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slipstream by Gerri Leen

You dream of grass blowing in the breeze — not this short growth that surrounds the houses in the fort, but tallgrass, covering the prairies. Your pony would race through the grass — if he were still alive and not shot out from underneath you in that last raid. You had to ride behind Tall Smoke just to get home.

But if you still had your pony, his legs would swim through the grass, and the grass would tickle your feet as you rode, as you led the People from the summer camp to the winter.

Buffalo would roam. Thundering darkness sent by the Spirits of the Grandfathers for the People’s use. The Grandfathers would never have made peace with the white man. You know this and if you ever forget, Tall Smoke reminds you of your bad decisions whenever he gets the chance. But you ignore him. The Grandfathers are not here and you are.

“The colonel wants to see you.” A small-eyed, white soldier stands in front of you. He shows you none of the respect you deserve as a war chief, but at least you see fear in his eyes.

“Tell the Colonel I am busy right now.” You are not busy. There is, in fact, nothing for you to do in this camp and the soldier must know it. But he hurries off as if you were sharpening your lance for war and not just sitting in the sun getting fat.

A while later, you see the Colonel coming. He walks slowly, keeping in sight of you. It is a sign of respect: the open approach. A sign you are equals.

Even if you both know you are not.

“Tompkins said you were busy.”

“As you can see.” You gesture toward the as yet untouched pipe that sits next to your worn buffalo cushion. It is from the last big hunt, from a mighty bull that fought hard to live. Burning Feather stuffed its hide with tallgrass to make you a cushion worthy of a war chief.

During the two years you have been here, it has grown flat with use. There is no tallgrass left to re-stuff it with, and you will not let her use straw.

Tall Smoke, for all his criticisms, lets his woman use straw, and he said nothing when she traded his old buffalo robe for the white man’s cloth.

“I have news,” the Colonel says.

You wait, as is your way.

“The last of the war chiefs in this territory have made peace with the Great Father in Washington.”

“The Great Father promised us a home always in view of the tallgrass.” This was one of your demands. It had, at the time, seemed like the easiest of the demands. How could you not live near the tallgrass that grew everywhere?

How could the white man destroy something in such a short time, something that had endured for as long as the People rode the plains?

“You promised,” you say again. You hate that you sound like a petulant child.

“That is proving difficult.” The Colonel looks down. “I remember when I first came here, watching the grass blow and weave. It was like the ocean.” The Colonel sighs and reaches into his jacket pocket, drawing out a packet of tobacco for your pipe. You take it with pleasure. The Colonel has the best smoke in the camp and he only shares with you.

“You are a good man.”

“You are a patient man.”

“I wait. Sometimes that is all a man can do.”

“Don’t wait for us to keep our promises.” He turns and walks away, and over him, you see a white owl like one in the tales of the winter lands, his snowy feathers gleaming as he wheels in the sky.

Then the owl is gone and you blink hard.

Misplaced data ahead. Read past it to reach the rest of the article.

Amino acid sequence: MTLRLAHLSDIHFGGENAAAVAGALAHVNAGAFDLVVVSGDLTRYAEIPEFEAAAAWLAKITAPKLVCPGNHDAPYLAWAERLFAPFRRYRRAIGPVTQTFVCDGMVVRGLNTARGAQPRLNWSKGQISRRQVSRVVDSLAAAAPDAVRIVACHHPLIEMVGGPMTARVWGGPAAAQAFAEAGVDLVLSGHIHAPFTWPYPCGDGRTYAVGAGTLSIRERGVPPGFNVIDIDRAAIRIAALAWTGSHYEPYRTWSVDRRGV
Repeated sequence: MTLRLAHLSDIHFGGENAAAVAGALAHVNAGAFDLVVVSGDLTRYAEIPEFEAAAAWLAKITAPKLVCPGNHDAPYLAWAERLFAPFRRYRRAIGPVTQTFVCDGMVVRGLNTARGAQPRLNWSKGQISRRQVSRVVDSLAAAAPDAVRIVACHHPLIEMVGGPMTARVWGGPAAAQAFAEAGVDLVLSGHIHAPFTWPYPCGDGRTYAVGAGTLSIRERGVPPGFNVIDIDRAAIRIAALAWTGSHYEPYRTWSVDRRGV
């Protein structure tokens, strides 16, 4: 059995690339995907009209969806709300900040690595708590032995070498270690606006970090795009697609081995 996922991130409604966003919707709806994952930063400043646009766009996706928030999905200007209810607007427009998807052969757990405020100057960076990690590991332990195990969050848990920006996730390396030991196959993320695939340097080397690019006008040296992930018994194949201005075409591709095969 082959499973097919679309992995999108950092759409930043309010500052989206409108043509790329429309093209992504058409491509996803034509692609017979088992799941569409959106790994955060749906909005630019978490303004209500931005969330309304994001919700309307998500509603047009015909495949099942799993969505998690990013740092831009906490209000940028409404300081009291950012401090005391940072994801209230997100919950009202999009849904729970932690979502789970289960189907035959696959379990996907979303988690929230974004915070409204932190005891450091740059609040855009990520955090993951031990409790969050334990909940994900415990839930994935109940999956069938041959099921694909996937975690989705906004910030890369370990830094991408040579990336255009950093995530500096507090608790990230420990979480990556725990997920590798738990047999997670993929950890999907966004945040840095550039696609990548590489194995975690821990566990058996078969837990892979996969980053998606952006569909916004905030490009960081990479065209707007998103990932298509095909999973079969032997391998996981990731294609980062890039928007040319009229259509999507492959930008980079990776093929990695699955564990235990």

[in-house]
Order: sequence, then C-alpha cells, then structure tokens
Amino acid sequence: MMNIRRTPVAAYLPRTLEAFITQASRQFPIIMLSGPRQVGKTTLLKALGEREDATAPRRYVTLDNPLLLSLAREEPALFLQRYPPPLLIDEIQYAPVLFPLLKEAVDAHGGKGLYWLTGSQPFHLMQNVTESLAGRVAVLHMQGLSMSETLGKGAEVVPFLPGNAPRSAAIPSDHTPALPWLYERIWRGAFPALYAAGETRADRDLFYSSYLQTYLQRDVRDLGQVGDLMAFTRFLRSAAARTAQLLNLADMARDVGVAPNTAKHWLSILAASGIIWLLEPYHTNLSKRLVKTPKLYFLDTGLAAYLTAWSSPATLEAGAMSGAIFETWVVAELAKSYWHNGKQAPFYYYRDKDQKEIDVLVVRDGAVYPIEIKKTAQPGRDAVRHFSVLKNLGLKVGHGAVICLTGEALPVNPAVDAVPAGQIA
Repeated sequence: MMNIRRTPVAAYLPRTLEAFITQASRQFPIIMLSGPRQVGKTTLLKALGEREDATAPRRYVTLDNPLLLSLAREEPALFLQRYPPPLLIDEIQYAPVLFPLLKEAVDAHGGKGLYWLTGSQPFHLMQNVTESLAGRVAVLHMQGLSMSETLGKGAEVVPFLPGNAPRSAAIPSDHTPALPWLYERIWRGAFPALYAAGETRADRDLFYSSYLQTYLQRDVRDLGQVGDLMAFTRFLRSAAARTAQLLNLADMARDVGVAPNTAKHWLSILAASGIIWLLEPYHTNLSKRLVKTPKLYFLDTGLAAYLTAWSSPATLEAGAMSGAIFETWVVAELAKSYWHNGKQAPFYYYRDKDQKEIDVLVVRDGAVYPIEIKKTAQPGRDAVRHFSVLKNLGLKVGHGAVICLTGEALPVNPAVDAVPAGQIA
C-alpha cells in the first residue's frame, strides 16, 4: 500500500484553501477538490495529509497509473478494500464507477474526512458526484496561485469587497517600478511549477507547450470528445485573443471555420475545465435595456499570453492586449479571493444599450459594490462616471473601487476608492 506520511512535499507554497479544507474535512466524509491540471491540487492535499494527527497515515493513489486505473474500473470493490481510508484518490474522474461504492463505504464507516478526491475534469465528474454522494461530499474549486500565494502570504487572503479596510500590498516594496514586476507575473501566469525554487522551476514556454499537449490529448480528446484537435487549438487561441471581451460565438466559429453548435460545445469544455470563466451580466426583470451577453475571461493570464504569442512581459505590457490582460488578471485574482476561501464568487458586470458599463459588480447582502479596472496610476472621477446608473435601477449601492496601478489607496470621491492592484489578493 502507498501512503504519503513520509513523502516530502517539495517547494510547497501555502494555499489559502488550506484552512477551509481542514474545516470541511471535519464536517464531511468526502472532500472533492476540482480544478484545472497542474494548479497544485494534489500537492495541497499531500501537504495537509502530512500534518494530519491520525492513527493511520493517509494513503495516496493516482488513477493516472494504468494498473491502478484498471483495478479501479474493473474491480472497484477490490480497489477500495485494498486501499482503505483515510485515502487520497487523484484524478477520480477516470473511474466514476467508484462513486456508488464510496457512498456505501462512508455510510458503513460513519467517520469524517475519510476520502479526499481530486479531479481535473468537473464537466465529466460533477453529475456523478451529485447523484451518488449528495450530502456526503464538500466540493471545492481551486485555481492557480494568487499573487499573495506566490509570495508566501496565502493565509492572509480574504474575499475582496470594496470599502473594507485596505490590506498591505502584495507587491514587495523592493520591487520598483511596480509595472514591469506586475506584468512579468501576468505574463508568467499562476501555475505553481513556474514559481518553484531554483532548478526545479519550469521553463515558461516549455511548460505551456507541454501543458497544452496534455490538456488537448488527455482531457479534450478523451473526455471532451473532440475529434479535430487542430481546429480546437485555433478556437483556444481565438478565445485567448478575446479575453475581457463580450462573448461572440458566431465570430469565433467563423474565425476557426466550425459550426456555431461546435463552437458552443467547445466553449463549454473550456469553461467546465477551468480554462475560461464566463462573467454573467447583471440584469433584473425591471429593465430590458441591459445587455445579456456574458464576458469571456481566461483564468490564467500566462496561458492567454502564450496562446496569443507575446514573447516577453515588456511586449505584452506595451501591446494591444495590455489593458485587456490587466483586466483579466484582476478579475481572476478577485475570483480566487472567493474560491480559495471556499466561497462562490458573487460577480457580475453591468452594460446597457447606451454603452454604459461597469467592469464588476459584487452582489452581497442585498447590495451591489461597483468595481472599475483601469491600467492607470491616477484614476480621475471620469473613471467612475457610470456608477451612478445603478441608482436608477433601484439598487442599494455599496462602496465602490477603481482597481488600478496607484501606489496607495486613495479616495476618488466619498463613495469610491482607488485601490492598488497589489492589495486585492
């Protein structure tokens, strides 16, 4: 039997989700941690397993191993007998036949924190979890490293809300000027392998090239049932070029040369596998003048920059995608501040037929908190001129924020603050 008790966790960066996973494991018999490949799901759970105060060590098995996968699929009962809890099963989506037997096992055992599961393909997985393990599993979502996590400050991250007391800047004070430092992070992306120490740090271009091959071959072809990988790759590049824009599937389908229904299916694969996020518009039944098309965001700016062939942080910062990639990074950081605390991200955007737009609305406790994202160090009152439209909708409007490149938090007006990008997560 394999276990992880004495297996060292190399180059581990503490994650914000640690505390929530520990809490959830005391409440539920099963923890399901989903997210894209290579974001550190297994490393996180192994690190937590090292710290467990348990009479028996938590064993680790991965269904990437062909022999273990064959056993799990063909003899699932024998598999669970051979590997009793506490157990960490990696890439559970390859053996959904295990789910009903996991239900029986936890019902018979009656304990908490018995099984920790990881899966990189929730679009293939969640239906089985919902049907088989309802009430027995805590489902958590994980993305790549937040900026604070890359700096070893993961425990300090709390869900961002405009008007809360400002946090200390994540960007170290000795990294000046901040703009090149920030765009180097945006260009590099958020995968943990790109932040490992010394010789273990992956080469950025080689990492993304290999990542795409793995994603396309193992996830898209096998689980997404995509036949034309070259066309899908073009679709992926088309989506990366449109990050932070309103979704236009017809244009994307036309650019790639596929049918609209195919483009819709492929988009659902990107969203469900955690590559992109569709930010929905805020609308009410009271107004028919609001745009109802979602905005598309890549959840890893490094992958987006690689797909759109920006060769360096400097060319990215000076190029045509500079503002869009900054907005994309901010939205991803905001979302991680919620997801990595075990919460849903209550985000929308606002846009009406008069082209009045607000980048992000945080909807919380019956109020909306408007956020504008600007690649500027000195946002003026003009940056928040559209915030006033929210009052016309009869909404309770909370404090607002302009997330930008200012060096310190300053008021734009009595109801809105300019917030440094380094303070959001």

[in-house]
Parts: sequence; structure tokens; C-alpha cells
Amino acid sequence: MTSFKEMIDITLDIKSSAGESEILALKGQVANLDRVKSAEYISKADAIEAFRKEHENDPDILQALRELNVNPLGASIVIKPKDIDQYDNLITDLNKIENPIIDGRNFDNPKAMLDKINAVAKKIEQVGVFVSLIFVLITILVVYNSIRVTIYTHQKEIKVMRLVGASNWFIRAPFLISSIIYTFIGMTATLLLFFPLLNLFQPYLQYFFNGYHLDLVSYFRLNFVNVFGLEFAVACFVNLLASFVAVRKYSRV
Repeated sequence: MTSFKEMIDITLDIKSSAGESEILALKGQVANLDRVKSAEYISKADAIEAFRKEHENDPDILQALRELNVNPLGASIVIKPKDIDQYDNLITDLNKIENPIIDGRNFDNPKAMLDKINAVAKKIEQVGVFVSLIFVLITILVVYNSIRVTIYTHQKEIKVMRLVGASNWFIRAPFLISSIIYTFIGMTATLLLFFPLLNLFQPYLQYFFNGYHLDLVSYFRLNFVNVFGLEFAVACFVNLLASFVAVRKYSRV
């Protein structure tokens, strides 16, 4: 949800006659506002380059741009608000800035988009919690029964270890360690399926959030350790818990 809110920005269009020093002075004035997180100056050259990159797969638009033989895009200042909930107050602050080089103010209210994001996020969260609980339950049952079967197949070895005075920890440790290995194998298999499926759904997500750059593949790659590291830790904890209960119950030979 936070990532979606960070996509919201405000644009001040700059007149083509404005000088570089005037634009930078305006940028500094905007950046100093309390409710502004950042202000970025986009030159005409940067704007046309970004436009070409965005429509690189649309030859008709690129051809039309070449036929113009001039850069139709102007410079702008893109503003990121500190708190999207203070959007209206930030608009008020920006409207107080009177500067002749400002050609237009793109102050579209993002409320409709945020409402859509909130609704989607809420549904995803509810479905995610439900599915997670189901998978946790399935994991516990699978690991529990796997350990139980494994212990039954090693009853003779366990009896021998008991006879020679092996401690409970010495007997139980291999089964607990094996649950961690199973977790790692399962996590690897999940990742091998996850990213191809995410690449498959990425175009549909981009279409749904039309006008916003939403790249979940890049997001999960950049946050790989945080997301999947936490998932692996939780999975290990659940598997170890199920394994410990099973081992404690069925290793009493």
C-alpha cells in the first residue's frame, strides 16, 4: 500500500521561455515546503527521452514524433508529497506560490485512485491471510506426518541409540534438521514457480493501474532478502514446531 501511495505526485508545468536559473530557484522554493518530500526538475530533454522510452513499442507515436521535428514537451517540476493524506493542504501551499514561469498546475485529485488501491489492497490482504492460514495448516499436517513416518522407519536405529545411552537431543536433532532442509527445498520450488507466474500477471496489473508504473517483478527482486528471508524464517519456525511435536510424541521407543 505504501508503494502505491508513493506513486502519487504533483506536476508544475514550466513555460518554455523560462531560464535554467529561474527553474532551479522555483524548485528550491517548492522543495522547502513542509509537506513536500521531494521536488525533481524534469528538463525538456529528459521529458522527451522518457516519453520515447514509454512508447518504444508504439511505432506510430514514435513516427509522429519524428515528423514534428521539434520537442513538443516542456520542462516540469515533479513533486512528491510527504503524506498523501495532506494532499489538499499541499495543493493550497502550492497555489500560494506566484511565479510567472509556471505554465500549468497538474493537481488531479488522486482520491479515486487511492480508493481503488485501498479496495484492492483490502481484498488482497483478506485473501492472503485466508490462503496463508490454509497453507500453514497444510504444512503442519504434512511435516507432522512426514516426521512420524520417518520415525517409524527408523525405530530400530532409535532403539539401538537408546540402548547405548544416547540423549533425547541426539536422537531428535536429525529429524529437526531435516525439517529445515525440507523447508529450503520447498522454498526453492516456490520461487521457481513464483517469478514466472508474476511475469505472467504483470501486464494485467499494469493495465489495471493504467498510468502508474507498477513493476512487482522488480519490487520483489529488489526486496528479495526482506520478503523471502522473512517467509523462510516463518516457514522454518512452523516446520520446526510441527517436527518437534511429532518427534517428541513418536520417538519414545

You shift so you can pull the buffalo cushion out from under you, and slit it open, pulling out a handful of the tallgrass. Lifting it to your face, you inhale deeply. But the grass is old — the smell is faint, and dust fills your nose. You open your fingers and let the grass blow off with the breeze.


You look around, wondering who would call you that.


The sound comes from above you. You peer up and see a raven looking down at you.

You wait. The bird must surely have more to say than just that.

“One wish, my boy,” the raven finally says.

You have never felt close to Raven, but you are not about to miss this opportunity. “Freedom for my people.”

“You wish too big. Ask again.”

“A home in view of the tallgrass.”

“Too much again. Ask something else.”

You are glad this bird was never your spirit animal. “You are a trickster, Raven. There is nothing I can ask for that you will give me.”

“You are wrong.” The bird flies down and lands on your shoulder.

“What should I ask you for then?”

“The one thing I can give you. Hope.” Raven pecks at your hair and pulls a strand free. “Someday, when you are long gone, things will be better.”

“And now?” You rub your head gingerly. Raven is not gentle.

“Now, I give you what tallgrass I can.” The raven hops down to your cushion, which is whole again. The hide looks new, the cushion plump.

You lift it up and sniff. The smell of tallgrass fills your nose. The smell of the sun on the prairies.

The smell of freedom. Maybe the smell of hope.

Raven hops once, twice, then launches into the air. He flies high, alone in the sky, then chasing a snowy owl. They both wheel and fly in front of the sun, silhouetted, white bird and dark looking the same.

Then they disappear.

You sit on your fat cushion that smells of everything you lost, load the Colonel’s smoke into your pipe, and wait for something you will never see.

copyright July 2011 by Gerri Leen

Gerri Leen lives in Northern Virginia, but originally hails from Seattle.  She recently celebrated the release of her first book, Life Without Crows, a collection of short stories published by Hadley Rille Books.  In addition to 10Flash, you can read more of her stories in such places as: Sword and Sorceress XXIII, Return to Luna, Sniplits, Triangulation: Dark Glass  and GlassFire.  Visit Gerri Leen’s Virtual Abode to see what else she’s been up to.

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